Carlos Dominguez III
Finance Secretary Carlos Dominguez III earlier warned against rushing into the planned shift to federalism, saying Con-Com’s draft has “ambiguous and unclear” provisions on revenue and spending assignment.
Geremy Pintolo
Economic team to closely study new federalism drafts — Dominguez
Ian Nicolas Cigaral (Philstar.com) - July 17, 2019 - 12:15pm

MANILA, Philippines — Finance Secretary Carlos Dominguez III said Tuesday the economic managers would closely examine new drafts of the proposed federal charter, adding that economic discussions on the possible shift in the form of government have been inadequate so far.

President Rodrigo Duterte has repeatedly said the Philippines must overhaul the 1987 Constitution and switch to a federal system of government to close the country's widening wealth gap and empower regional governments.

In an interview with Cignal TV’s ONE News, Dominguez said the previous draft crafted by members of a consultative committee did not answer key economic issues.

The charter reviewers, whom Duterte appointed, proposed that federated regions be given a share of not less than 50% of all national taxes.

“You know that draft is little over a hundred pages and there were three pages on the economics — cannot be,” Dominguez said of Con-Com's draft charter.

“The business sector, the banking sector — basically the Filipino people — have to know a little more about how this new charter is going to affect them and their way of doing business,” he added.

“So we said this particular draft was not adequate to the task. So, essentially, if there is a new draft we will certainly take a good and close look at it.”

'Don't rush into federalism'

Dominguez earlier warned against rushing into the planned shift to federalism, saying Con-Com’s draft had “ambiguous and unclear” provisions on revenue and spending assignment.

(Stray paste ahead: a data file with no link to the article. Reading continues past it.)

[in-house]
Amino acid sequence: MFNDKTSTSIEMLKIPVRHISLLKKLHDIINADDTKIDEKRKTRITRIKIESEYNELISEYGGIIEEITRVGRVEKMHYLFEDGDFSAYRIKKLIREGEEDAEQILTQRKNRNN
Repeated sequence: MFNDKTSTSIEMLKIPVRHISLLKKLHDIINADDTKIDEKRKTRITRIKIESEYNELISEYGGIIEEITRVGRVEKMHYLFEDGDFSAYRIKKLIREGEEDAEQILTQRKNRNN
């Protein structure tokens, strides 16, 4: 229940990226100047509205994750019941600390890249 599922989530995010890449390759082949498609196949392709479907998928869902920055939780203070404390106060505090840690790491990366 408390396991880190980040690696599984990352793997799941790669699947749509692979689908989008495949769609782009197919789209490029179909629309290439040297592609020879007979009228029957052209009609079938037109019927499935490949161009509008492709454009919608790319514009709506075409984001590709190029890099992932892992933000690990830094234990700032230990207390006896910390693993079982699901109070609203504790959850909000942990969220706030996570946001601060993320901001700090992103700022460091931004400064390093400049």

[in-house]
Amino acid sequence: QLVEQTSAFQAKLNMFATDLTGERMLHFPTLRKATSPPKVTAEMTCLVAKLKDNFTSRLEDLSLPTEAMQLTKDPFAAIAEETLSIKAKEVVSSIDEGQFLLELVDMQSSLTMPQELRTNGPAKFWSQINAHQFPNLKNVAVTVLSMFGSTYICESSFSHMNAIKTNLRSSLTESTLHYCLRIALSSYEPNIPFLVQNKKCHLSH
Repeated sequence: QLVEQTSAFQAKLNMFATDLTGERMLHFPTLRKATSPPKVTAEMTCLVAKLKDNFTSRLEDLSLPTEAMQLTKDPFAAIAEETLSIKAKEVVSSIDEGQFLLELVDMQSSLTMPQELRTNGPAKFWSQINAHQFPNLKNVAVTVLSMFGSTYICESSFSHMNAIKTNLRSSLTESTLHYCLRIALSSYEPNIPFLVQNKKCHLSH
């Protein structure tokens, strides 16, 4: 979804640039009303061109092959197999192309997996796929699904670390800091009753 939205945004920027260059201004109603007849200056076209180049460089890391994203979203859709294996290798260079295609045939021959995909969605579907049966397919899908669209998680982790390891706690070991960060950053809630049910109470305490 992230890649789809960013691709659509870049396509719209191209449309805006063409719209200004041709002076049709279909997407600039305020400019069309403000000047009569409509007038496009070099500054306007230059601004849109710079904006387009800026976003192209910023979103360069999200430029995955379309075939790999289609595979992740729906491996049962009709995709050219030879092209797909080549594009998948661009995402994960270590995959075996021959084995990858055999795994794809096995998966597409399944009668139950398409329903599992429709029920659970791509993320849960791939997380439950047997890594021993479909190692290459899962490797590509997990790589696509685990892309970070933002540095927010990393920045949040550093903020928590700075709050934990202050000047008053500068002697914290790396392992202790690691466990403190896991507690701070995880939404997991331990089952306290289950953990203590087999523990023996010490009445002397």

International debt watcher Moody’s Investors Service also cautioned that federalism could present downside risks to the country's institutional and fiscal profile.

Last month, Duterte struck a defeatist tone and declared he was now open to the possibility that his proposed shift to a federal government will not gain support. But he urged local officials to at least amend the Constitution “that would change this nation.”

“So if we are going to study a federalism measure by the House, then it should meet those standards that it should be more efficient; it should be clearer; it should cost us less rather than more,” the Finance chief said.

“This federalism issue from the point of view of economics has not been discussed enough... You know, that might be a big disincentive for people to come in because, again, the rules are not going to be clear,” he added.

“There is nothing fundamentally unviable about it (federalism). But there are unviable versions of it.”

READ: NEDA proposes phased, 15-year federalism shift

CARLOS DOMINGUEZ III FEDERALISM
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